Cold or Flu

Is it a cold or the flu?

During the winter months, doctors advise us to avoid crowds and people battling colds, wash our hands regularly and get plenty of fluids and rest. But how do we know if we have a cold or the flu?

“The onset of the flu tends to be much more rapid,” says Dr. Michael Kouimelis, a family medicine physician with OSF Medical Group. “Whereas the onset of a cold tends to gradually come on, symptoms such as fever, chills, body aches and headache are more common with the flu. Less common with a cold, although they can be present. Sometimes, young children will also experience some nausea, vomiting or diarrhea with the flu, but you don’t see that much with adults. Symptoms such as congestion and nasal drainage tend to be more common with the cold than the flu.”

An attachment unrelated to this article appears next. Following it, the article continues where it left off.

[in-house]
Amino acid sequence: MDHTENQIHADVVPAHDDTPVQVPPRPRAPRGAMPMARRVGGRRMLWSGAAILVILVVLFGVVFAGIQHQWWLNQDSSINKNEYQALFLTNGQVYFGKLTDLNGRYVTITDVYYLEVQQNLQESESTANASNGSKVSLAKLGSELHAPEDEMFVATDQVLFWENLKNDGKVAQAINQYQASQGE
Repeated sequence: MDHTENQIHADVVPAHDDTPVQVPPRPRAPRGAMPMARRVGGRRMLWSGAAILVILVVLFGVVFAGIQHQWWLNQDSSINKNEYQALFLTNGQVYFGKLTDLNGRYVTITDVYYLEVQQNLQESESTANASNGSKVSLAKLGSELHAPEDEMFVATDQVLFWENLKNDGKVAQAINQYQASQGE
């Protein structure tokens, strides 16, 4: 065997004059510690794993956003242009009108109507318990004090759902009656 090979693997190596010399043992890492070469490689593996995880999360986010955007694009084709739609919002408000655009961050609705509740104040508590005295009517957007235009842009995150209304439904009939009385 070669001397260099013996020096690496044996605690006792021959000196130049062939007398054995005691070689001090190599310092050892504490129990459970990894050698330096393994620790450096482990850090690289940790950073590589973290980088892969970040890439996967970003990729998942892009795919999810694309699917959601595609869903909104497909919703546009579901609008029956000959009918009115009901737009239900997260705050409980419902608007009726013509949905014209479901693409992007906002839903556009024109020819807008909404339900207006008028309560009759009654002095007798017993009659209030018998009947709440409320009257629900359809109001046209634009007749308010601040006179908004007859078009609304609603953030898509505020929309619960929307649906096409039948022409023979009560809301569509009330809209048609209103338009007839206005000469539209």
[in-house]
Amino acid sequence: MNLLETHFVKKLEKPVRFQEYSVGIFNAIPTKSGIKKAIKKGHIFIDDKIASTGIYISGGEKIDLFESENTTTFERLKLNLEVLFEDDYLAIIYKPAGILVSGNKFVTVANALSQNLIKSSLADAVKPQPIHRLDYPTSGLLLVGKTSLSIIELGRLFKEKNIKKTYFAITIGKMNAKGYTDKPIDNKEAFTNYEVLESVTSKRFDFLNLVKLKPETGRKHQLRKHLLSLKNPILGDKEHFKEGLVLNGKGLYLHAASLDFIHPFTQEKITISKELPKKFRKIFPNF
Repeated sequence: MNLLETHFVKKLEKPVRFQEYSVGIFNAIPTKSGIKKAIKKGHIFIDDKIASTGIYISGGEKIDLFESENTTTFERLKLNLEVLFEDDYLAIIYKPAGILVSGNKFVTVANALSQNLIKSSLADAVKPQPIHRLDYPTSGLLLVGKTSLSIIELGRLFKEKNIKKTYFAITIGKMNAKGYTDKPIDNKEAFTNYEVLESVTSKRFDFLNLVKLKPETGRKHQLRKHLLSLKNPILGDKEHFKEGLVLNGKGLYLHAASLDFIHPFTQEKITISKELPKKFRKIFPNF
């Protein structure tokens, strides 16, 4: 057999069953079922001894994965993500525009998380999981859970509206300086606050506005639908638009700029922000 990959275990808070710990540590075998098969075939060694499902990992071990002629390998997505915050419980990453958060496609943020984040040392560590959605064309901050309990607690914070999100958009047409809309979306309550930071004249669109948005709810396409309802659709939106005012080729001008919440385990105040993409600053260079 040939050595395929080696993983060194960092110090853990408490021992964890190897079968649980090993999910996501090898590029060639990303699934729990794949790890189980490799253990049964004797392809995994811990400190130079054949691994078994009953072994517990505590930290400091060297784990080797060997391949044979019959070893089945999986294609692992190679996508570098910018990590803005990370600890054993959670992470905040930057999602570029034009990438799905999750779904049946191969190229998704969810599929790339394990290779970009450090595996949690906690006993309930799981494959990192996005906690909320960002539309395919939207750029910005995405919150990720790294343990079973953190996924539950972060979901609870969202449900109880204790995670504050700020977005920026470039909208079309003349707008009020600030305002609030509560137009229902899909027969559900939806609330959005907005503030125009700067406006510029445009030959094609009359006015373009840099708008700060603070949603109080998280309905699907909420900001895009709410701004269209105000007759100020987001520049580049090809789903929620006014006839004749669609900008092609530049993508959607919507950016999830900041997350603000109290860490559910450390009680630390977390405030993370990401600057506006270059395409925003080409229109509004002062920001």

Kouimelis says rarely do colds require a visit to your physician. Flu, however, is a different story,  particularly if there are complications.

“Complications with pneumonia for people that have congestive heart failure or other heart or lung diseases can make them more likely to have a worsening of their symptoms,” he says.

Tips to help ease flu symptoms include staying home and getting plenty of rest, drink plenty of fluids, use an over-the-counter medication to ease aches and fevers, an expectorant can help thin out mucus, take a hot shower and breath in the steam, run a humidifier, and try nasal saline sprays or drops.

If you experience symptoms such as earache, pain in your face with thick green or yellow mucus, sore throat or cough that won’t go away, wheezing, shortness of breath or vomiting, call your doctor.

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